Maytime (musical)

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Maytime
Music Sigmund Romberg
Lyrics Rida Johnson Young
Book Rida Johnson Young
Basis Wie einst im Mai (German operetta).
Productions 1917 Broadway

Maytime is a musical with music by Sigmund Romberg and lyrics and book by Rida Johnson Young, and with additional lyrics by Cyrus Wood. The musical ran on Broadway from 1917 to 1918. The story is based on the 1913 German operetta Wie einst im Mai, composed by Walter Kollo, with words by Rudolf Bernauer and Rudolf Schanzer. Maytime introduced songs such as "The Road to Paradise", "Will You Remember?" and "Jump Jim Crow". It was the second longest-running book musical in the 1910s, and established Romberg as one of the leading creators of operettas.

The story, set in New York, is told in episodes covering a long period, from 1840 to the twentieth century. Wealthy young Ottillie van Zand is in love with Richard Wayne, an apprentice in her father's cooperage. Her father prefers her to marry a wealthy "drunken libertine". Though Ottillie and Richard are never able to consummate their love, their descendants eventually meet and marry.

Productions[edit]

Peggy Wood ca. 1918.

The original Broadway production opened at the Shubert Theatre on August 16, 1917 and later moved to the 44th Street, Broadhurst and Lyric Theatres, running for a total of 492 performances.[1] It starred Peggy Wood and Charles Purcell and featured Ralph Herbert, William Norris and Gertrude Vanderbilt. The New York Times gave the show a rave review, saying that it had "delicate charm" and also blended "the tragedy of the individual" with "the eternal comedy of living".[2]

It was adapted to film twice, in 1923 and again in 1937. The earlier version was thought to have been lost, but was found in 2009 in the New Zealand Film Archive and is undergoing restoration.[3] The 1937 version had a changed story and score. Ohio Light Opera released a recording of the musical in 2005.[4]

Musical numbers[edit]

Act 1
  • In Our Little Home, Sweet Home – Ottillie and Richard Wayne
  • It's a Windy Day at the Battery – Matthew Van Zandt, Alice Tremaine and Girls
  • Gypsy Song – Rudolfo
  • Will You Remember (Sweetheart)? – Signor Vivalla, Ottillie, Dicky Wayne and Richard
Act 2
  • Jump Jim Crow – Matthew and Chorus
  • The Road to Paradise – Ottillie and Matthew
  • Spanish Dance – Estrella Amorita
  • Will You Remember (Sweetheart)? – Signor Vivalla, Ottillie, Dicky and Richard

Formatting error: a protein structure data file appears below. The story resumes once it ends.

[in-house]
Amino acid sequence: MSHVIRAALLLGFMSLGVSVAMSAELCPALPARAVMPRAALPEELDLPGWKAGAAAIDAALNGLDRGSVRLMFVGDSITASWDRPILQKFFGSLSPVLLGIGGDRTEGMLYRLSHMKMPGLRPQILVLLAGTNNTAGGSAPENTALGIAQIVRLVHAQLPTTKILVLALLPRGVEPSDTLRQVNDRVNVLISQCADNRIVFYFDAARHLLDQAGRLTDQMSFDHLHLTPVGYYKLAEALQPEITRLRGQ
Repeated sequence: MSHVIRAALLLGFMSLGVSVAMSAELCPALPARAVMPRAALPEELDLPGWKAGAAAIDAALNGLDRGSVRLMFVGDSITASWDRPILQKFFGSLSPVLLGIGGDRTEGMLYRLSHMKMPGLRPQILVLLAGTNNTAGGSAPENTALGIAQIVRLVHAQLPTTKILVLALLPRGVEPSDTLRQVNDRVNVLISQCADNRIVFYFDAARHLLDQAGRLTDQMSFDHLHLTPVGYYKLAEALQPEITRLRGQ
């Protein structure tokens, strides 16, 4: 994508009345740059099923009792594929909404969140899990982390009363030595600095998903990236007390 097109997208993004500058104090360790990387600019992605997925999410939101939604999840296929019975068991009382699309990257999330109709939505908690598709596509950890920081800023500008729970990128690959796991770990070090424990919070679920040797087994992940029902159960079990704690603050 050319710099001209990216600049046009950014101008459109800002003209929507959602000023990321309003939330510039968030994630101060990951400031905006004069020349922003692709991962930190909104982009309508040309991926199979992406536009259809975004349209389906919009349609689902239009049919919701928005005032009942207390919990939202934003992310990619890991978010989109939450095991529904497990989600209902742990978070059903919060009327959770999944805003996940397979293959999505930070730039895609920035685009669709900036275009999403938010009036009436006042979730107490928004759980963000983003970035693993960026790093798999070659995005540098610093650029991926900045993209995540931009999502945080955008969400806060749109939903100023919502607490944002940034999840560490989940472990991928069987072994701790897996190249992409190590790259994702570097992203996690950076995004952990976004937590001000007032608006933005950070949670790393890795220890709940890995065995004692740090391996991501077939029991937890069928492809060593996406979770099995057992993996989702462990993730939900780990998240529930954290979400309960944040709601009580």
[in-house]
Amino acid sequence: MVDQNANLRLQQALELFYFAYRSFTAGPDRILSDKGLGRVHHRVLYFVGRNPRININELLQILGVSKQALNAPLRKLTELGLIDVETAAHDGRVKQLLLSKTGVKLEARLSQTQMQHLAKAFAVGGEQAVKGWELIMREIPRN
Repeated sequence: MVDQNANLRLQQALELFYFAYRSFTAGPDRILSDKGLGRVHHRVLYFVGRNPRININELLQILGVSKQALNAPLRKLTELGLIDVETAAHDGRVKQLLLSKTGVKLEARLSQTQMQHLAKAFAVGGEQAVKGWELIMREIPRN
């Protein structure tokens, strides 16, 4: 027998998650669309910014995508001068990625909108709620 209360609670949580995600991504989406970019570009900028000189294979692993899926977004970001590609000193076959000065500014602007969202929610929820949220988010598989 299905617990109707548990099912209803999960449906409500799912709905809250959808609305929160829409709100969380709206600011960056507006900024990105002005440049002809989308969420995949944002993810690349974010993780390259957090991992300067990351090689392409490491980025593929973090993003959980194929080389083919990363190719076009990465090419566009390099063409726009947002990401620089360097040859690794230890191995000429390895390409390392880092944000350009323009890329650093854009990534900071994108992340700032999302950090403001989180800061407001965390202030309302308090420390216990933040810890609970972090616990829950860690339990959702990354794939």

Act 3
  • Odd Lots, Job Lots – Ensemble
  • Reminiscence – Little Dick Wayne
Act 4
  • Selling Gowns (Lyrics by Cyrus Wood) – Ottillie and Girls
  • Dancing Will Keep You Young (Lyrics by Cyrus Wood) – Ermintrude D'Albert and Matthew
  • Only One Girl for Me – Dicky and Girls
  • Will You Remember (Sweetheart)? – Signor Vivalla, Ottillie, Dicky and Richard

Settings and characters[edit]

Act 1 - 1840 - The Van Zandt home in Washington Square, New York City.

John Wayne, Colonel van Zandt, Ottillie (his daughter), Richard Wayne (an apprentice), Mathilda van Zandt, Alice Tremaine, Claude van Zandt, Matthew van Zandt, Maria, Rudolfo

Act 2 - 1855 - Mme. Delphine's Night Club.

Madame Delphine, Hannaford, Stuyvesant, Doorman, Claude van Zandt, Angelica (Matthew's second wife), Matthew van Zandt, P. T. Barnum, Estrella Amorita, Signor Vivalla, Ottillie van Zandt, Alice Tremaine, Richard Wayne

Act 3 - In the 1880s - The Back Parlor of the Van Zandt house in Washington Square.

Madame Delphine, Matthew van Zandt, Lizzie (Matthew's third wife), Little Dick Wayne (Age 5), Richard Wayne, John Rutherford, Mr. Hicks (auctioneer), Algernon, Ottillie

Act 4 - Twentieth Century - Mlle. Brown's Dressmaking Establishment.

Ottillie (known as Mlle. Brown), Hortense (a model), Letty, Estelle (forewoman), Ermintrude d'Albert, Winifred St. Albans, Matthew van Zandt, Dicky Wayne

References[edit]

  1. ^ Maytime at the IBDB database. Retrieved November 16, 2007
  2. ^ New York Times Archives: "Maytime scores at the Shubert", The New York Times, August 17, 1917, accessed June 13, 2009
  3. ^ Dave Kehr (June 6, 2010). "Long-Lost Silent Films Return to America". The New York Times. 
  4. ^ "Sigmund Romberg: Maytime", DRAM, Anthology of Recorded Music, Inc., accessed December 20, 2010